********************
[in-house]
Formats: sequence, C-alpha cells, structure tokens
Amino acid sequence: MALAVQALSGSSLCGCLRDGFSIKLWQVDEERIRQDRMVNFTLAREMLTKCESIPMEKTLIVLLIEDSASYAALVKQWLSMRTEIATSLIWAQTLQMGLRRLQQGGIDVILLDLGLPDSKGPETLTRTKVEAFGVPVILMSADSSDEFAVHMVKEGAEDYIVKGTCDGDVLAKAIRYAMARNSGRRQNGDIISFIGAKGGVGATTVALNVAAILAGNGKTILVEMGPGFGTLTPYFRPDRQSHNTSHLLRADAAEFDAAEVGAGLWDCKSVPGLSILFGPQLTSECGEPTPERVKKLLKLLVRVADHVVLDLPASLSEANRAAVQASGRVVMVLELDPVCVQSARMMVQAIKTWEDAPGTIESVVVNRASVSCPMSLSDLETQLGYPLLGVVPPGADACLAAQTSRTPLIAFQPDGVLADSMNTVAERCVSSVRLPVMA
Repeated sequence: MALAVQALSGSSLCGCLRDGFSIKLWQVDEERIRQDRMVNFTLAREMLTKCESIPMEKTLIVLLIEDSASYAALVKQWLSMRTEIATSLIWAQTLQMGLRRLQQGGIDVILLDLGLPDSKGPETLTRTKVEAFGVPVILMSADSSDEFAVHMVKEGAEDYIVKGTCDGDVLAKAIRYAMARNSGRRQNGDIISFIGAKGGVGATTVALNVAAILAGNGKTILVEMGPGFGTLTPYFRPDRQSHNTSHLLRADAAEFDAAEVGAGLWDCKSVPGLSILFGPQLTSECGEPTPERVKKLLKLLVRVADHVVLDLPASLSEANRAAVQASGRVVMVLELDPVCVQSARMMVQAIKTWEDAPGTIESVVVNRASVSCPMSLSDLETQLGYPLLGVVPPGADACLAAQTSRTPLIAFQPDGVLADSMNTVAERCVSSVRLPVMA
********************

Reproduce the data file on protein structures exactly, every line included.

[in-house]
Formats: sequence, C-alpha cells, structure tokens
Amino acid sequence: MALAVQALSGSSLCGCLRDGFSIKLWQVDEERIRQDRMVNFTLAREMLTKCESIPMEKTLIVLLIEDSASYAALVKQWLSMRTEIATSLIWAQTLQMGLRRLQQGGIDVILLDLGLPDSKGPETLTRTKVEAFGVPVILMSADSSDEFAVHMVKEGAEDYIVKGTCDGDVLAKAIRYAMARNSGRRQNGDIISFIGAKGGVGATTVALNVAAILAGNGKTILVEMGPGFGTLTPYFRPDRQSHNTSHLLRADAAEFDAAEVGAGLWDCKSVPGLSILFGPQLTSECGEPTPERVKKLLKLLVRVADHVVLDLPASLSEANRAAVQASGRVVMVLELDPVCVQSARMMVQAIKTWEDAPGTIESVVVNRASVSCPMSLSDLETQLGYPLLGVVPPGADACLAAQTSRTPLIAFQPDGVLADSMNTVAERCVSSVRLPVMA
Repeated sequence: MALAVQALSGSSLCGCLRDGFSIKLWQVDEERIRQDRMVNFTLAREMLTKCESIPMEKTLIVLLIEDSASYAALVKQWLSMRTEIATSLIWAQTLQMGLRRLQQGGIDVILLDLGLPDSKGPETLTRTKVEAFGVPVILMSADSSDEFAVHMVKEGAEDYIVKGTCDGDVLAKAIRYAMARNSGRRQNGDIISFIGAKGGVGATTVALNVAAILAGNGKTILVEMGPGFGTLTPYFRPDRQSHNTSHLLRADAAEFDAAEVGAGLWDCKSVPGLSILFGPQLTSECGEPTPERVKKLLKLLVRVADHVVLDLPASLSEANRAAVQASGRVVMVLELDPVCVQSARMMVQAIKTWEDAPGTIESVVVNRASVSCPMSLSDLETQLGYPLLGVVPPGADACLAAQTSRTPLIAFQPDGVLADSMNTVAERCVSSVRLPVMA